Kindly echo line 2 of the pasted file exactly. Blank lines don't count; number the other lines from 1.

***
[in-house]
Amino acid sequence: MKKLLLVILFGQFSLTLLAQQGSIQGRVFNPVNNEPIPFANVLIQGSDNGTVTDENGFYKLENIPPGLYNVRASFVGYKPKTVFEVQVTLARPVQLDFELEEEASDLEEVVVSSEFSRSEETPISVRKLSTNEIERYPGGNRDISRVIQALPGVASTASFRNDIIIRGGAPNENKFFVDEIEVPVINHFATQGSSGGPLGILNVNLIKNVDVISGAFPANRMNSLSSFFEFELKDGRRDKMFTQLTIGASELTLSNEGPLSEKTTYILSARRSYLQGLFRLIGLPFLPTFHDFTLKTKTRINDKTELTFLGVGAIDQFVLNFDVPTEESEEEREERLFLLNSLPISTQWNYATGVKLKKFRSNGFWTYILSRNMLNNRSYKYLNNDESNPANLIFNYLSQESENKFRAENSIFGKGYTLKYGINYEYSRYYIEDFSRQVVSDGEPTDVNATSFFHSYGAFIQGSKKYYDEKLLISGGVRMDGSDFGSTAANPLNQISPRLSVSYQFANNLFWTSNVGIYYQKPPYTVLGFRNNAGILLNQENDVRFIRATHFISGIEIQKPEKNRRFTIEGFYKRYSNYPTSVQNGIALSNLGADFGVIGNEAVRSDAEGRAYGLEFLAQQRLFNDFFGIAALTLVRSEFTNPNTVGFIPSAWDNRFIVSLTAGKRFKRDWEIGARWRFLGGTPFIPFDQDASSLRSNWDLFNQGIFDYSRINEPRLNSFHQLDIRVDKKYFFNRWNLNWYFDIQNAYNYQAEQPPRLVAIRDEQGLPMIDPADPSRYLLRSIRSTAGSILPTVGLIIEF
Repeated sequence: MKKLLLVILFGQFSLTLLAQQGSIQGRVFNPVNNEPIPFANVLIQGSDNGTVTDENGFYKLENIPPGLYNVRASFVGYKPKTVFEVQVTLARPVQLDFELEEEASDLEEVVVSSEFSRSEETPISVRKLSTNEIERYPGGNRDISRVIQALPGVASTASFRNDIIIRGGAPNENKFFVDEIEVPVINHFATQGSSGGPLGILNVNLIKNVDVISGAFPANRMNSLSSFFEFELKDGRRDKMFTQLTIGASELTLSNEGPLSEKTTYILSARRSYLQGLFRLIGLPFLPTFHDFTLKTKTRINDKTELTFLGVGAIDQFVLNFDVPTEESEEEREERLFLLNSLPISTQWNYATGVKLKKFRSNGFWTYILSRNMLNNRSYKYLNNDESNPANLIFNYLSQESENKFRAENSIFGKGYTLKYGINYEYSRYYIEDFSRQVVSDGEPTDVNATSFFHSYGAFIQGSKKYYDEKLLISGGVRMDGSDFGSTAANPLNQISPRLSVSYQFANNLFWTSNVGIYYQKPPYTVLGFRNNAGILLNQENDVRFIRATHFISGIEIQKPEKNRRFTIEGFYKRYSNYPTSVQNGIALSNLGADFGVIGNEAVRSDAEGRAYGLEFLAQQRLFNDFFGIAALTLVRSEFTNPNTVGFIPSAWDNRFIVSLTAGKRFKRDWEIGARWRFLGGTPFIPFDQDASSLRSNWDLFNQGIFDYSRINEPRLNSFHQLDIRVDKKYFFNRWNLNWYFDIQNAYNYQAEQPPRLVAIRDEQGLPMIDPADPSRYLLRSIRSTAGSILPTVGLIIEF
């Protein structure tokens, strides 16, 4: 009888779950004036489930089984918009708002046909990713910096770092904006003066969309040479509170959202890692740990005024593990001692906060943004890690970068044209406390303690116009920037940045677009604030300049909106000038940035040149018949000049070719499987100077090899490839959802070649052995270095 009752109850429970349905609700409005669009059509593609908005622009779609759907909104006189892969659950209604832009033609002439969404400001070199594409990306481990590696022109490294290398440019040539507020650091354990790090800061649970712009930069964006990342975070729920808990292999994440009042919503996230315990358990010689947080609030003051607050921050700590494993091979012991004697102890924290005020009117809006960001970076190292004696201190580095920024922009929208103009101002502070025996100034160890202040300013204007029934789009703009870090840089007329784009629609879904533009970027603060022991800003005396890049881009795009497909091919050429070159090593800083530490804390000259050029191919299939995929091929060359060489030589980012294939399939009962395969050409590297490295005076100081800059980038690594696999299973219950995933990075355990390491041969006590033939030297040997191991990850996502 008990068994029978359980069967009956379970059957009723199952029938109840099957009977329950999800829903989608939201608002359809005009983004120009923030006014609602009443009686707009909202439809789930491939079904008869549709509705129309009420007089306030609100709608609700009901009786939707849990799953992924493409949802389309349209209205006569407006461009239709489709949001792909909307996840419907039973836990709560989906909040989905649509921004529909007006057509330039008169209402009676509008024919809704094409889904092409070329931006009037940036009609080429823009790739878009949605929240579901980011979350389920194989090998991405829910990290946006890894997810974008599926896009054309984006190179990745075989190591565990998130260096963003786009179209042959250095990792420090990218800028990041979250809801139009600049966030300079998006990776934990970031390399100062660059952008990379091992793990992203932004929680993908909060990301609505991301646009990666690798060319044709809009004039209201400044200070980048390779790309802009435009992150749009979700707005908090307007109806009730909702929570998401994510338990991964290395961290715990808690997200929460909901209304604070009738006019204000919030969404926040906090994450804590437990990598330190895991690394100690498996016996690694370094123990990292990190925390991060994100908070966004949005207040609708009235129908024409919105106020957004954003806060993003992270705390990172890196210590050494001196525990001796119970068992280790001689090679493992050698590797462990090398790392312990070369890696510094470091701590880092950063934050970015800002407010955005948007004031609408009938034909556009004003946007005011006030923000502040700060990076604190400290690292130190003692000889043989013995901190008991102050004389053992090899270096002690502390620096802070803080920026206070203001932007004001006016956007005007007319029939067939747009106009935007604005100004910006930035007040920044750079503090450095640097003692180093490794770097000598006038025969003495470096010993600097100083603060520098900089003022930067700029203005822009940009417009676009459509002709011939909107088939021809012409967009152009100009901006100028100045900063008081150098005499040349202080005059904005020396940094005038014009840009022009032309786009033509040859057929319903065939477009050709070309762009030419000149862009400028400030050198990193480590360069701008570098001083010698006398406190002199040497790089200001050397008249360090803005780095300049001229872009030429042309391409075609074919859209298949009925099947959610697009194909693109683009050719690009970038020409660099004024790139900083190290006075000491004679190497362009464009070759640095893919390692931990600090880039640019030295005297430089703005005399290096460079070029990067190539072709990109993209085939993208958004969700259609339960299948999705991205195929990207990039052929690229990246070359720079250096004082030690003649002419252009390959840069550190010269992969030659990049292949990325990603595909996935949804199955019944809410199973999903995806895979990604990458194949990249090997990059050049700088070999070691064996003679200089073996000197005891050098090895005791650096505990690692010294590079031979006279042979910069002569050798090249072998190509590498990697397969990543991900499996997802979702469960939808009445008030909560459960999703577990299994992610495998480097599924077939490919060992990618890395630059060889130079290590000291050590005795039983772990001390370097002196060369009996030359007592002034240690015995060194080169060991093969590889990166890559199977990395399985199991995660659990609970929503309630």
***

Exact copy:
Amino acid sequence: MKKLLLVILFGQFSLTLLAQQGSIQGRVFNPVNNEPIPFANVLIQGSDNGTVTDENGFYKLENIPPGLYNVRASFVGYKPKTVFEVQVTLARPVQLDFELEEEASDLEEVVVSSEFSRSEETPISVRKLSTNEIERYPGGNRDISRVIQALPGVASTASFRNDIIIRGGAPNENKFFVDEIEVPVINHFATQGSSGGPLGILNVNLIKNVDVISGAFPANRMNSLSSFFEFELKDGRRDKMFTQLTIGASELTLSNEGPLSEKTTYILSARRSYLQGLFRLIGLPFLPTFHDFTLKTKTRINDKTELTFLGVGAIDQFVLNFDVPTEESEEEREERLFLLNSLPISTQWNYATGVKLKKFRSNGFWTYILSRNMLNNRSYKYLNNDESNPANLIFNYLSQESENKFRAENSIFGKGYTLKYGINYEYSRYYIEDFSRQVVSDGEPTDVNATSFFHSYGAFIQGSKKYYDEKLLISGGVRMDGSDFGSTAANPLNQISPRLSVSYQFANNLFWTSNVGIYYQKPPYTVLGFRNNAGILLNQENDVRFIRATHFISGIEIQKPEKNRRFTIEGFYKRYSNYPTSVQNGIALSNLGADFGVIGNEAVRSDAEGRAYGLEFLAQQRLFNDFFGIAALTLVRSEFTNPNTVGFIPSAWDNRFIVSLTAGKRFKRDWEIGARWRFLGGTPFIPFDQDASSLRSNWDLFNQGIFDYSRINEPRLNSFHQLDIRVDKKYFFNRWNLNWYFDIQNAYNYQAEQPPRLVAIRDEQGLPMIDPADPSRYLLRSIRSTAGSILPTVGLIIEF